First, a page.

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Understanding Toileting Programs Cheat Sheet by

Understanding Toileting Programs
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Unders­tanding Toileting Programs

Key Elements
Unders­tanding Toileting Programs

Habit training
Indepe­ndent voiding or a program provided by the caregiver where toileting occurs on a fixed schedule at regular times

Based on a pattern observed in the bladder and bowel record, toileting interval is establ­ished, usually every 2–4 hours. In instit­utions like nursing homes, a typical toileting schedule may be determined around daily events.The following is an example of a toileting program that can be used by instit­utions or caregi­vers. Toileting occurs 8 times in a 24-hour period, or every 3 hours:
• Day: Upon awakening, after breakfast, mid-mo­rning, before lunch, and following an afternoon nap (mid-afternoon)
• Evening: Before dinner and at bedtime
• Night: Determine if the person wants to be awakened at night to void and identify times.
Other public­ations and most nursing home staff often report toileting schedules of every 2 hours. This frequent toileting schedule is unreal­istic in most nursing homes because it requires high numbers of staff and consistent intensive efforts. It cannot be maintained over time. A more reasonable schedule would be timing voiding with activi­ties.
Prompted voiding (usually used in nursing homes)
Prompted voiding is used with habit training and promotes active partic­ipation by the person in his or her toileting behavior. Prompted voiding is most successful in indivi­duals who can ask for assistance or respond when prompted to void. The individual may have decreased cognitive ability to partic­ipate in a bladder retraining program. The major elements of prompted voiding are as follows:
• Monito­ring: Caregiver checks on a regular basis (use toileting schedule described in habit training), and person is asked to report verbally if wet or dry
• Prompted: Person is asked if he or she needs to void, and staff assists with voiding
• Praising: If the person has maintained the goal of dryness, he or she is praised.
• Ensure privacy during toileting
• Toilet tissue and the call signal should be placed in easy reach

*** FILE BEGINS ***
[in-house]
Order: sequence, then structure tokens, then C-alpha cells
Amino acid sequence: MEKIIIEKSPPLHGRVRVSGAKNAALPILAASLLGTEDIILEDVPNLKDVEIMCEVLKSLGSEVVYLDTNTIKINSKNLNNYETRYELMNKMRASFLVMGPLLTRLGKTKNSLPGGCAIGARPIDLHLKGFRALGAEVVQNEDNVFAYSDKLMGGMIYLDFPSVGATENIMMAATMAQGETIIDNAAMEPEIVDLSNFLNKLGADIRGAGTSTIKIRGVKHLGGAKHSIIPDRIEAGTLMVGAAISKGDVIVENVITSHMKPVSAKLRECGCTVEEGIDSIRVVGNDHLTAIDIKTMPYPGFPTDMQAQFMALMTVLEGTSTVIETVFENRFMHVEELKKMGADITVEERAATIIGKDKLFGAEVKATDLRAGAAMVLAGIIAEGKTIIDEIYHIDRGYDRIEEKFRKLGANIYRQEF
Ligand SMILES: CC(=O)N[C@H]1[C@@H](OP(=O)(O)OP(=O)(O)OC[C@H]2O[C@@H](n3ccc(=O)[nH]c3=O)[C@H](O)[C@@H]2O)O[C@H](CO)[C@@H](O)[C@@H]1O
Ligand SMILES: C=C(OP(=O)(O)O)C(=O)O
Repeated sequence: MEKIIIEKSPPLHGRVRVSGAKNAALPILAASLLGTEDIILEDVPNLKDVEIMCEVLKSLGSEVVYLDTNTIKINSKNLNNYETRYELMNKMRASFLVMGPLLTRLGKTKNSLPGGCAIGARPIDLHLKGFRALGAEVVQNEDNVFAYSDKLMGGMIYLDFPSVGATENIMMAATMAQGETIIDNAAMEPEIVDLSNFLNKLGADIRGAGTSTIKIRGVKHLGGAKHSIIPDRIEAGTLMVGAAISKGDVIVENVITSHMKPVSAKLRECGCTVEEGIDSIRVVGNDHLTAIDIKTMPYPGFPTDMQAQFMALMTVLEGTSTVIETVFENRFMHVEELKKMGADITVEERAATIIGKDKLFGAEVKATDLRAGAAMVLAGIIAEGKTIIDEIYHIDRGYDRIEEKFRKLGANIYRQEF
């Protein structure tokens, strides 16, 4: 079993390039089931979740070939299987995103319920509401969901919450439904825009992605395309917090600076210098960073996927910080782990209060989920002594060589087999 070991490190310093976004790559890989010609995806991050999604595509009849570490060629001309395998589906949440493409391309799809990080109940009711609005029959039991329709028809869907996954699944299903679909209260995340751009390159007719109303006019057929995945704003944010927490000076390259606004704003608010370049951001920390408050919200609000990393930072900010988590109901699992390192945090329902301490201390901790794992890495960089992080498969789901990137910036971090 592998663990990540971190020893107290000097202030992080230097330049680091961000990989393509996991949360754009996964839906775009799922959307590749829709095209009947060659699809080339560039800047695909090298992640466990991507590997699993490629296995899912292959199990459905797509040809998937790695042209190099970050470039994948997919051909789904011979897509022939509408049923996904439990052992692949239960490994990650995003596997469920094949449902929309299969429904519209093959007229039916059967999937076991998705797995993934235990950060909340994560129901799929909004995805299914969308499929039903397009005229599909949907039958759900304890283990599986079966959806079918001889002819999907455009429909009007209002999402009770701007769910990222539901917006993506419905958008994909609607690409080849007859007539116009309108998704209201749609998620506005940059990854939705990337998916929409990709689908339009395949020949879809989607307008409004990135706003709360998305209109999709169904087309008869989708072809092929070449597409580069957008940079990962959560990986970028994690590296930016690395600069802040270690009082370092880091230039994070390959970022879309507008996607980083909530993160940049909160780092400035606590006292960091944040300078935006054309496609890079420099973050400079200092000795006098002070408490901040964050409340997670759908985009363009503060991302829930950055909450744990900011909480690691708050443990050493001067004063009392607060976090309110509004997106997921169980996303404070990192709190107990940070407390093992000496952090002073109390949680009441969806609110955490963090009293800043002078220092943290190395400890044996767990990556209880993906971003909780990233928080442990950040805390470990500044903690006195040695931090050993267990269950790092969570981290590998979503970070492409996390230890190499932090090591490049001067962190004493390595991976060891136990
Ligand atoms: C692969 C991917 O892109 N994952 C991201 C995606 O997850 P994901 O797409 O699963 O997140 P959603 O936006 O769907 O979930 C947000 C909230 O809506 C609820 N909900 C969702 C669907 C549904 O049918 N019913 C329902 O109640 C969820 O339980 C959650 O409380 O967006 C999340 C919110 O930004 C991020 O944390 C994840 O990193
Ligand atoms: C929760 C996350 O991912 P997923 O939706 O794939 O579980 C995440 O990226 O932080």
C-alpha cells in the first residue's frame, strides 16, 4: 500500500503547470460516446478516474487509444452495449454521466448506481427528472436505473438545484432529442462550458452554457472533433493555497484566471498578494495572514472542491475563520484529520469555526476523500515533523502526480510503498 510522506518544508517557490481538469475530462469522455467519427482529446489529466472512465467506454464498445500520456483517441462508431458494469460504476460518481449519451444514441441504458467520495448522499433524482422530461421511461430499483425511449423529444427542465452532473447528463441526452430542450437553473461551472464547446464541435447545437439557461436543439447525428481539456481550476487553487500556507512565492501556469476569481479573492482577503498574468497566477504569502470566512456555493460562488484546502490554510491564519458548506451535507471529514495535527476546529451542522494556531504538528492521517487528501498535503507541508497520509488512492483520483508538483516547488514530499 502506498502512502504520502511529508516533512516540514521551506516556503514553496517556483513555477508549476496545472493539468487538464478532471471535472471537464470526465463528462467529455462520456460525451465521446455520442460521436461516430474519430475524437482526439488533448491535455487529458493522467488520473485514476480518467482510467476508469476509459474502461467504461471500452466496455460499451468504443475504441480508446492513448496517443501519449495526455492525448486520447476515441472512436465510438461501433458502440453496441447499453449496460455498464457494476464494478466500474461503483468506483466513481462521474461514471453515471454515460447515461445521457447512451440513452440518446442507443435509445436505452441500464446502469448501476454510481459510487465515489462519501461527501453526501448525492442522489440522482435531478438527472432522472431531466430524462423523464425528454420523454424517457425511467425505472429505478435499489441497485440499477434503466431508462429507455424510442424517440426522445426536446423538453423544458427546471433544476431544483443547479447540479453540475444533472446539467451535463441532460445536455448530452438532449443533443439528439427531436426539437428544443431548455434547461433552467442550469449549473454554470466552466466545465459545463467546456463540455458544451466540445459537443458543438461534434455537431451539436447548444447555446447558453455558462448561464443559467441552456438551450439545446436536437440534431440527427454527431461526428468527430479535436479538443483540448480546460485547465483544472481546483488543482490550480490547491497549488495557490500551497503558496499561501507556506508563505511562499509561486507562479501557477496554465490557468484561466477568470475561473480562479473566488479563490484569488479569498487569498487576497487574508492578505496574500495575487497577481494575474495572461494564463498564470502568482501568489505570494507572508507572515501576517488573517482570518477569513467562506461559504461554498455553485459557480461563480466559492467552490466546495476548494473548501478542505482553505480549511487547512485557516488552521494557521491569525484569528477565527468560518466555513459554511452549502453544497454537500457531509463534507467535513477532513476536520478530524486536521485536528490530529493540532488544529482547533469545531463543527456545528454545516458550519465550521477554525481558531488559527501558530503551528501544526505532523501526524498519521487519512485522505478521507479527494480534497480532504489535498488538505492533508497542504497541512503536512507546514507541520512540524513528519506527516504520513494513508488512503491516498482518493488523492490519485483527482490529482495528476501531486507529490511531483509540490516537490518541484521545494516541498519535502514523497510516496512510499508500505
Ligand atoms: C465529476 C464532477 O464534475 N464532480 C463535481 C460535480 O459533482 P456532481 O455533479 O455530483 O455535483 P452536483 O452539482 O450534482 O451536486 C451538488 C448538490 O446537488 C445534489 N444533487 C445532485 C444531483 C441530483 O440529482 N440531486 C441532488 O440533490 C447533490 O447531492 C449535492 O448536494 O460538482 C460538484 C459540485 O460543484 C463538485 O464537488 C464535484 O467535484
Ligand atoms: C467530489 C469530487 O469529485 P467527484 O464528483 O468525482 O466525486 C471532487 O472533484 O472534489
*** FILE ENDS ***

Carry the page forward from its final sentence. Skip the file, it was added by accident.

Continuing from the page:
• Helping the person to relax by offering a magazine to read is important to elimination
• Do not rush the person; allow him or her to sit on the toilet, commode, or bedpan for about 15 minutes. A shorter time is too rushed, and more time defeats the purpose: getting the person to void at expanding intervals when placed on the proper recept­acle.
Bladder Training
This promotes restor­ation of normal bladder function through education of urge inhibition techniques and requires person to be able and willing to partic­ipate in active rehabi­lit­ation and education techni­ques. The 3 primary components are as follows:
1. Education program that usually combines written, visual, and verbal instru­ction that addresses the physiology and pathop­hys­iology of the lower urinary tract
2. Scheduled voiding with systematic delay of voiding that requires the ability to resist or inhibit the sensation of urgency to postpone voiding and to urinate according to a timetable rather than according to the urinary urge
3. Reinfo­rcement through consistent encour­agement and positive feedback.
• Teach patients to relax when the urge to void occurs by taking several slow, deep breaths until the bladder relaxes and urge sensation lessens
• If the urge sensation diminishes and there is less urgency and pressure as the person attempts to go from sittin­g/lying to standing, a bladder contra­ction with subsequent leakage will not occur
• Always have the person walk unhurr­iedly to the bathroom.
Adapted from Newman DK. Managing and Treating Urinary Incont­inence. Baltimore, Md: Health Profes­sions Press; 2002 and Newman DK. Urinary incont­inence. Adv Nursing 2004;6­(3)­:19–24.

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